The faded colors that dominate Petrified Forest National Park reflect centuries of erosion that have weathered the landscape into subdued hues of Arizona reds, oranges, and blues. Defying this trend are the marvelous samples of petrified wood strewn throughout the parched land. Unlike the dusty, powdery mounds of color in the Painted Desert, petrified wood is a glossy outlier. Brilliant, deep crimson patterns flourish in these stone-hard remnants, accented by sunset-orange rings and seafoam green strokes. Eons ago, ancient Arizona was part of a subtropical region and rich with aquatic life. Fast moving rivers trapped both flora and fauna in sediment, preserving a wealth of fossils as well as the wood husks of the namesake forest.
Fast forward 225 million years to see that time has drastically altered the land, changing the humid climate to barren, arid scrubland. The rivers and waterways are gone, only briefly resurrected in the form of the flash floods that occasionally scour the sandy washes. Yet, life sustains. The 218,553 acres that make up this unique national park were initially set aside in 1962. Though the moniker “Petrified Forest National Park” champions the most impressive relics in the area, there is much more to see beyond the hardened flora. The heavily eroded hills of the Painted Desert feature symmetrical stripes in muted colors, fossils are locked in stone outcrops, petroglyphs carved by ancient hands decorate remote rocks, and recent historical archives from Route 66 add to the attractions in the park. While the geology and history exemplify faded glory, the modern visitor will find plenty of amazing aspects to enjoy in this ever-changing region.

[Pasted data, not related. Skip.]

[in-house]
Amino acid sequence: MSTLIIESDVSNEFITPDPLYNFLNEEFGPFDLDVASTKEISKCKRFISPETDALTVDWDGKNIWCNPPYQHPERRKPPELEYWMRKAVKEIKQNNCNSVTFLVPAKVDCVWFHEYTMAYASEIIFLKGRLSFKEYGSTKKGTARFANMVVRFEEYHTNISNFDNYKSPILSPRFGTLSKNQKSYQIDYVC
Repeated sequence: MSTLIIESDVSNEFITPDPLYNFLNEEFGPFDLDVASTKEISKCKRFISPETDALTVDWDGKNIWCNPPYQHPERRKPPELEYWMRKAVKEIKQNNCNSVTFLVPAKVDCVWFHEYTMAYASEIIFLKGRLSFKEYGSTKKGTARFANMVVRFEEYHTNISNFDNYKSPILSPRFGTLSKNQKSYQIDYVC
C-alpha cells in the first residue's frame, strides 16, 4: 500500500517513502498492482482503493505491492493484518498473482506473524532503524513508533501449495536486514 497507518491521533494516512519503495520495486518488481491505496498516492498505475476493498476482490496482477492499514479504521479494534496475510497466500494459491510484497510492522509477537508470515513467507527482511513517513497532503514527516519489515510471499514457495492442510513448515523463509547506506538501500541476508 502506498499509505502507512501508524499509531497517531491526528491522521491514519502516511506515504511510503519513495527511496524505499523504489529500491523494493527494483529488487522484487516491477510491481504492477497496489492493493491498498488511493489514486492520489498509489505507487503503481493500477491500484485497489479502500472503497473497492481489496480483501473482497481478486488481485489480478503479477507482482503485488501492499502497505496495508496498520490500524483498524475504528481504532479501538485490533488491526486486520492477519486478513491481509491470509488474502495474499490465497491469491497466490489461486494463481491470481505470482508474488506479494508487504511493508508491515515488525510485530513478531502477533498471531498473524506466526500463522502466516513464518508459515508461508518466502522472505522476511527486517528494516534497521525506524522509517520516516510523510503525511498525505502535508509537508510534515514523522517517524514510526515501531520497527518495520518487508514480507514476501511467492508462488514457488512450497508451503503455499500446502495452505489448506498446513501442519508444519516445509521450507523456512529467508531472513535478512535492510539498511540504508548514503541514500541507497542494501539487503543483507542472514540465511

The Painted Desert Visitor Center and Rainbow Forest Museums are the first places to check out when coming to the park. There are detailed explanations of the natural and human history, including the amazing process of how petrified wood turned from organic material to stone. Millions of years ago, rivers deposited minerals into the cells of organisms and they hardened, leaving behind the beautiful arrays of color in the ruins of a long lost forest (a process known as permineralization ). Stepping outside of the visitor’s center offers a look at several samples of the wood, along with a short (less than a mile), signed trail that overlooks some of the colorful mounds of sand. Rainbow Forest has access to Giant Logs, Long Logs, and Agate House Trails, showcasing more of the wood in the wild as well as the dwellings of ancient civilizations.
It cannot be stressed enough to leave behind samples of petrified wood. Even with strict regulations forbidding theft, the park service estimates more than 12 tons of petrified wood is pilfered each year. Please do not take any souvenirs from the land, no matter how small they are.
Despite having short walking trails, there’s a lot of information to enjoy in these two visitor’s destinations. The artistry of petrified wood is truly mesmerizing. For those curious to know if man-made petrified wood has ever been made, it has, but it lacks the random beauty of natural wood.
Secrets of the Park